The Take-Charge Patient
Martine Ehrenclou, M.A
Lemon Grove Press, LLC (2012)
Reviewed by Beth Boynton, RN, MS for Confident Voices (June 24, 2012)
Author, Patient Advocate, Speaker and Patient, Martine Ehrenclou, M.A. has written a well-researched, understandable, comprehensive and powerful book that will help patients navigate our complex healthcare system while positively contributing to the evolution of the system itself! “The Take-Charge Patient: How YOU Can Get the Best Medical Care” is an outstanding resource for a variety of reasons.
The material covered includes communicating with physician(s) and the healthcare team, preventing medication errors, choosing and becoming a patient advocate, navigating a hospital stay, understanding your insurance plan, negotiating discounts, disease prevention, and legal documents. She also provides information on chronic care, telemedicine, concierge practices, tests and procedures and more. That’s why it is a comprehensive book. Ehrenclou’s writing is successful in explaining many complicated aspects of our healthcare system in a way that is understandable and engaging!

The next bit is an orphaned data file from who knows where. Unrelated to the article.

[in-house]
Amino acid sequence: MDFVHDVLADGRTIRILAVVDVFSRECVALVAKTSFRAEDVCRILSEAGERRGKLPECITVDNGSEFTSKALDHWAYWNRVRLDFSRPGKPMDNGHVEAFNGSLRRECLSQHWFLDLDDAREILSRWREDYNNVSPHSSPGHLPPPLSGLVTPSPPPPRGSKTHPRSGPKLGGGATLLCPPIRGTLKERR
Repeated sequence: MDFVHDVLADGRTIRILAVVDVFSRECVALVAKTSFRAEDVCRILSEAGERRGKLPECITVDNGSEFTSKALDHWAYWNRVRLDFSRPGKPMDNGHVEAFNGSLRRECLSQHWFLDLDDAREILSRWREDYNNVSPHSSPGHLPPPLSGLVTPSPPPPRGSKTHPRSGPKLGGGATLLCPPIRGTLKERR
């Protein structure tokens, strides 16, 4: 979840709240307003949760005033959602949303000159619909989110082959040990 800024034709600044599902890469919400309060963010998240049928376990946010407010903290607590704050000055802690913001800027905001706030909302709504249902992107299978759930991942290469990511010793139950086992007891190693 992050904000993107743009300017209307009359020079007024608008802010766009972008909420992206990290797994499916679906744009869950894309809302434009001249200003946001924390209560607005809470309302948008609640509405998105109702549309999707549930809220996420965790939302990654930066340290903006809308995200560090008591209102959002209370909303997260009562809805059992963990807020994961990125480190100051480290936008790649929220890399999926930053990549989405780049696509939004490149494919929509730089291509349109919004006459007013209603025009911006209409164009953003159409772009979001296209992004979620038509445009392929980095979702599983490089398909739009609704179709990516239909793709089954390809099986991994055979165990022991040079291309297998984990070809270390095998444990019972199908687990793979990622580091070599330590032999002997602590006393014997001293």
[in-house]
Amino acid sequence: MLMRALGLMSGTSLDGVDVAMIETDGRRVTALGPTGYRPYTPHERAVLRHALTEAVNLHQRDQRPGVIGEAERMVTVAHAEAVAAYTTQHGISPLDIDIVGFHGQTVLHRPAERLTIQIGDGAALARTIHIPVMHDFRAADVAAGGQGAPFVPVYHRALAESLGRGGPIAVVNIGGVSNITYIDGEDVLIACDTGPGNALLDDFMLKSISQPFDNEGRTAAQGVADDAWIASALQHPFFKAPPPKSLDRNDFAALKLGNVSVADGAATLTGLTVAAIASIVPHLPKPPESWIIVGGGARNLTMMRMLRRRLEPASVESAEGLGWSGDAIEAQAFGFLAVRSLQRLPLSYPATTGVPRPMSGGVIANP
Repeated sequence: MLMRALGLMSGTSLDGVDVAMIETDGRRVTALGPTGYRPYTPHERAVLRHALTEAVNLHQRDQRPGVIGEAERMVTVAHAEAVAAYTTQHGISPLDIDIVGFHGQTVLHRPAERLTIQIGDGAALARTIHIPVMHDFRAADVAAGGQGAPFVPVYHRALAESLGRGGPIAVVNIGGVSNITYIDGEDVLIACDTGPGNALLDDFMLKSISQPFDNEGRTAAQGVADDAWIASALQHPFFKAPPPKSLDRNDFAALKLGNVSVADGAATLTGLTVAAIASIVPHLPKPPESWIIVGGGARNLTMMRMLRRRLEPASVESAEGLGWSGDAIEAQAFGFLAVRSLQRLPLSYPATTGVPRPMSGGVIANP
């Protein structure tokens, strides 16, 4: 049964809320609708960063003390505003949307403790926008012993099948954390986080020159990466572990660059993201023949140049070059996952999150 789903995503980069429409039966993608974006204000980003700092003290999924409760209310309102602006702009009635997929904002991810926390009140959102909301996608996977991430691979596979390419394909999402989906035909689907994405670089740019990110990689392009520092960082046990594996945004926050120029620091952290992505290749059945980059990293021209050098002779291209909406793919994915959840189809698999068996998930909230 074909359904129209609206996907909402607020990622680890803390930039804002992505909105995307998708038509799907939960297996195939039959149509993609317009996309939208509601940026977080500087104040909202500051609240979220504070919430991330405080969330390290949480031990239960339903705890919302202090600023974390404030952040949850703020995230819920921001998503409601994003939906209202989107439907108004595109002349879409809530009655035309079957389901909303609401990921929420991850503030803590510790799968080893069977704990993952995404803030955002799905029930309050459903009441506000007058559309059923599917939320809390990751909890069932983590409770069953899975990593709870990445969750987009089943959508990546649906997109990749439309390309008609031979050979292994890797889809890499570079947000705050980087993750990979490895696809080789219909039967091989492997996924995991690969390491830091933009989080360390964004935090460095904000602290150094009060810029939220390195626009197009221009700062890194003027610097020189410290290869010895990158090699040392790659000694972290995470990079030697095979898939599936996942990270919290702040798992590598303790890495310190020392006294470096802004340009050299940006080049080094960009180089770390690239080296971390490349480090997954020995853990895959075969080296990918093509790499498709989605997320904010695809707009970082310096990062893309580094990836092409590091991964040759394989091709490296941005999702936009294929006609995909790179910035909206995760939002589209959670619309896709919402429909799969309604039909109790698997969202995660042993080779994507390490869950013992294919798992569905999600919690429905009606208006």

In addition to sharing her own story, she utilizes other patient’s stories, quotes from healthcare professionals, resources, and a very exciting two-pronged approach to ‘Patient Safety Checklists’. There are checklists at the end of many chapters and additional checklists grouped at the end of the book. They empower patients with questions designed to take ownership of their care with things that they are responsible for and holding physicians, nurses and pharmacists accountable for their roles. This is an extremely important step creating more collaborative healthcare teams and systems.
For example the first three questions are taken from chapter 2, (How to Become a Take-Charge Patient) and the second three from an addendum at the end of the book, (Patient Safety Checklists and Sample Questions for Yourself and Your Doctor).
“Am I ready to be a team player in my healthcare?”
“Am I ready to ask questions when I don’t understand something?”
“Am I ready to understand what medications I’m taking?”
“What will the surgery do for me?”
“What happens if the surgery is not successful?”
“Would you mind if I talked with one or two of your other patients who had the surgery?
In addition to individual use, I can envision it as a teaching resource for:
- High School health courses.
- Adult educational programs.
- Hospital community outreach education efforts.
In a next edition or subsequent book, there is room for more emphasis on nursing, additional healthcare team members, (P.T., O.T., S.T, MSW, and para professionals) rehabilitation and long-term care.
Overall, the “Take-Charge Patient” is a great book for a lot of reasons. It is an outstanding book because of it’s ability progress our system from an old ‘us – them’ paternalistic model to a progressive ‘we’ collaborative one. I believe this is critical for safer, kinder, more cost-effective care.